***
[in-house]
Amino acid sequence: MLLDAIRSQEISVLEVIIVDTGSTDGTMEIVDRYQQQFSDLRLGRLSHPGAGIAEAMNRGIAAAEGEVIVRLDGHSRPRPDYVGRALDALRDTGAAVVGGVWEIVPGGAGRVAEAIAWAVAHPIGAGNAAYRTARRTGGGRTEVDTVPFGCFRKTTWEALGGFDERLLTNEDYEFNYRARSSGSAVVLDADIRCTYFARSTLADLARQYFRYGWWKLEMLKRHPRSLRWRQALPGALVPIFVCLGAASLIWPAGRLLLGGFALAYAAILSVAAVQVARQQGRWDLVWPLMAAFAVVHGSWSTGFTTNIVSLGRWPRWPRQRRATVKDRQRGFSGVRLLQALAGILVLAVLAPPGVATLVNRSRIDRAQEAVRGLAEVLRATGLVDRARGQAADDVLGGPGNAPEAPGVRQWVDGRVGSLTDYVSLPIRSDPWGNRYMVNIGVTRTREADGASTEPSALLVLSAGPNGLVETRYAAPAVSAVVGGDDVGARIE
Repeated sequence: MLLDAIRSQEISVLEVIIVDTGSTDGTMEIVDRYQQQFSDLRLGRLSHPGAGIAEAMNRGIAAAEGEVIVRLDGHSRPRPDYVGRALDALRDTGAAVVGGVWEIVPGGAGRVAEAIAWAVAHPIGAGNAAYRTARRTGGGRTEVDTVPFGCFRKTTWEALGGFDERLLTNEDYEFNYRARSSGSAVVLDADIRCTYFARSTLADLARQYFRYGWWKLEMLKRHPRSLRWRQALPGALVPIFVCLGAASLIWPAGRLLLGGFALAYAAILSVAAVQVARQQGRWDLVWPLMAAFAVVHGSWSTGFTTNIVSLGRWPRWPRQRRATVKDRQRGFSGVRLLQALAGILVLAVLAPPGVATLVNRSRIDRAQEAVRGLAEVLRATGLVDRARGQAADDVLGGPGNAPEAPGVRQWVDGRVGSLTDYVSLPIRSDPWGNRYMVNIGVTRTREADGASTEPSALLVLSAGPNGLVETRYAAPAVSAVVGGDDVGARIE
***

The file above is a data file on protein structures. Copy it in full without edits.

[in-house]
Amino acid sequence: MLLDAIRSQEISVLEVIIVDTGSTDGTMEIVDRYQQQFSDLRLGRLSHPGAGIAEAMNRGIAAAEGEVIVRLDGHSRPRPDYVGRALDALRDTGAAVVGGVWEIVPGGAGRVAEAIAWAVAHPIGAGNAAYRTARRTGGGRTEVDTVPFGCFRKTTWEALGGFDERLLTNEDYEFNYRARSSGSAVVLDADIRCTYFARSTLADLARQYFRYGWWKLEMLKRHPRSLRWRQALPGALVPIFVCLGAASLIWPAGRLLLGGFALAYAAILSVAAVQVARQQGRWDLVWPLMAAFAVVHGSWSTGFTTNIVSLGRWPRWPRQRRATVKDRQRGFSGVRLLQALAGILVLAVLAPPGVATLVNRSRIDRAQEAVRGLAEVLRATGLVDRARGQAADDVLGGPGNAPEAPGVRQWVDGRVGSLTDYVSLPIRSDPWGNRYMVNIGVTRTREADGASTEPSALLVLSAGPNGLVETRYAAPAVSAVVGGDDVGARIE
Repeated sequence: MLLDAIRSQEISVLEVIIVDTGSTDGTMEIVDRYQQQFSDLRLGRLSHPGAGIAEAMNRGIAAAEGEVIVRLDGHSRPRPDYVGRALDALRDTGAAVVGGVWEIVPGGAGRVAEAIAWAVAHPIGAGNAAYRTARRTGGGRTEVDTVPFGCFRKTTWEALGGFDERLLTNEDYEFNYRARSSGSAVVLDADIRCTYFARSTLADLARQYFRYGWWKLEMLKRHPRSLRWRQALPGALVPIFVCLGAASLIWPAGRLLLGGFALAYAAILSVAAVQVARQQGRWDLVWPLMAAFAVVHGSWSTGFTTNIVSLGRWPRWPRQRRATVKDRQRGFSGVRLLQALAGILVLAVLAPPGVATLVNRSRIDRAQEAVRGLAEVLRATGLVDRARGQAADDVLGGPGNAPEAPGVRQWVDGRVGSLTDYVSLPIRSDPWGNRYMVNIGVTRTREADGASTEPSALLVLSAGPNGLVETRYAAPAVSAVVGGDDVGARIE